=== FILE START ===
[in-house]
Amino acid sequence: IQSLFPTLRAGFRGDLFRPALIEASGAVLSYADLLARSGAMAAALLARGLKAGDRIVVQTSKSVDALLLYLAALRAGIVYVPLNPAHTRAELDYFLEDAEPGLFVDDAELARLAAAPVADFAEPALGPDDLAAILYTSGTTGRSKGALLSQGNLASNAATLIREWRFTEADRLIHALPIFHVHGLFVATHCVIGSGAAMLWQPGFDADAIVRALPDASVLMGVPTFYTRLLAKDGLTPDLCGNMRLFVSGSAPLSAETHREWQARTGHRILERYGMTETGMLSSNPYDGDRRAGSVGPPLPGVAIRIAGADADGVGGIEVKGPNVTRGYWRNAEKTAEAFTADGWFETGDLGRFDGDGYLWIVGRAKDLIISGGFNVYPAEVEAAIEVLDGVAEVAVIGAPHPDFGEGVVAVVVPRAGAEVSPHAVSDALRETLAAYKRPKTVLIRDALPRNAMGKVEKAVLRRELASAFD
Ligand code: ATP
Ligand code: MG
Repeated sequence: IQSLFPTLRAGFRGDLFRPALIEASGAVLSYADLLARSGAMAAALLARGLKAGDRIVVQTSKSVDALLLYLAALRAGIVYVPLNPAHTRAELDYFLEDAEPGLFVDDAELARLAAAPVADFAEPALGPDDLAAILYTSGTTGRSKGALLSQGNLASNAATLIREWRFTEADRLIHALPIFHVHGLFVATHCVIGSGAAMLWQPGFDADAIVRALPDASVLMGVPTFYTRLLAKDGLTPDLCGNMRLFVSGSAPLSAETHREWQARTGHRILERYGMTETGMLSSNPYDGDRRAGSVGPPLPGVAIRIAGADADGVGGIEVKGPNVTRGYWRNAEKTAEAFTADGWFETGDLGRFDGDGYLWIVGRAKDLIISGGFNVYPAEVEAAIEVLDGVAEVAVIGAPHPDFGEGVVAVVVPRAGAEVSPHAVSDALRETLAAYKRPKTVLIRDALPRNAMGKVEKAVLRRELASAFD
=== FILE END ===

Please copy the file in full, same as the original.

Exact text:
[in-house]
Amino acid sequence: IQSLFPTLRAGFRGDLFRPALIEASGAVLSYADLLARSGAMAAALLARGLKAGDRIVVQTSKSVDALLLYLAALRAGIVYVPLNPAHTRAELDYFLEDAEPGLFVDDAELARLAAAPVADFAEPALGPDDLAAILYTSGTTGRSKGALLSQGNLASNAATLIREWRFTEADRLIHALPIFHVHGLFVATHCVIGSGAAMLWQPGFDADAIVRALPDASVLMGVPTFYTRLLAKDGLTPDLCGNMRLFVSGSAPLSAETHREWQARTGHRILERYGMTETGMLSSNPYDGDRRAGSVGPPLPGVAIRIAGADADGVGGIEVKGPNVTRGYWRNAEKTAEAFTADGWFETGDLGRFDGDGYLWIVGRAKDLIISGGFNVYPAEVEAAIEVLDGVAEVAVIGAPHPDFGEGVVAVVVPRAGAEVSPHAVSDALRETLAAYKRPKTVLIRDALPRNAMGKVEKAVLRRELASAFD
Ligand code: ATP
Ligand code: MG
Repeated sequence: IQSLFPTLRAGFRGDLFRPALIEASGAVLSYADLLARSGAMAAALLARGLKAGDRIVVQTSKSVDALLLYLAALRAGIVYVPLNPAHTRAELDYFLEDAEPGLFVDDAELARLAAAPVADFAEPALGPDDLAAILYTSGTTGRSKGALLSQGNLASNAATLIREWRFTEADRLIHALPIFHVHGLFVATHCVIGSGAAMLWQPGFDADAIVRALPDASVLMGVPTFYTRLLAKDGLTPDLCGNMRLFVSGSAPLSAETHREWQARTGHRILERYGMTETGMLSSNPYDGDRRAGSVGPPLPGVAIRIAGADADGVGGIEVKGPNVTRGYWRNAEKTAEAFTADGWFETGDLGRFDGDGYLWIVGRAKDLIISGGFNVYPAEVEAAIEVLDGVAEVAVIGAPHPDFGEGVVAVVVPRAGAEVSPHAVSDALRETLAAYKRPKTVLIRDALPRNAMGKVEKAVLRRELASAFD